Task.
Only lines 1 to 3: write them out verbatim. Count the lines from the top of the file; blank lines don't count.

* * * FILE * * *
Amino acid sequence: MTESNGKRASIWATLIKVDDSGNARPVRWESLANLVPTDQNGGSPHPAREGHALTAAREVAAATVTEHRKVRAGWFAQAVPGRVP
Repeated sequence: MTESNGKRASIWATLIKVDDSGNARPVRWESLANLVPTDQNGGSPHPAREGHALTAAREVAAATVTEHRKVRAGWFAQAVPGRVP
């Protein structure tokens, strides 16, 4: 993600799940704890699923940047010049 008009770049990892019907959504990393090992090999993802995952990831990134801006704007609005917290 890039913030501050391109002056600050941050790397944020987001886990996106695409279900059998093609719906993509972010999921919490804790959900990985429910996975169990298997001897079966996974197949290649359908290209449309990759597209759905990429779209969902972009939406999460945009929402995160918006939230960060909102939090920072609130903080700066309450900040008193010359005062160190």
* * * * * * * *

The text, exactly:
Amino acid sequence: MTESNGKRASIWATLIKVDDSGNARPVRWESLANLVPTDQNGGSPHPAREGHALTAAREVAAATVTEHRKVRAGWFAQAVPGRVP
Repeated sequence: MTESNGKRASIWATLIKVDDSGNARPVRWESLANLVPTDQNGGSPHPAREGHALTAAREVAAATVTEHRKVRAGWFAQAVPGRVP
């Protein structure tokens, strides 16, 4: 993600799940704890699923940047010049 008009770049990892019907959504990393090992090999993802995952990831990134801006704007609005917290 890039913030501050391109002056600050941050790397944020987001886990996106695409279900059998093609719906993509972010999921919490804790959900990985429910996975169990298997001897079966996974197949290649359908290209449309990759597209759905990429779209969902972009939406999460945009929402995160918006939230960060909102939090920072609130903080700066309450900040008193010359005062160190």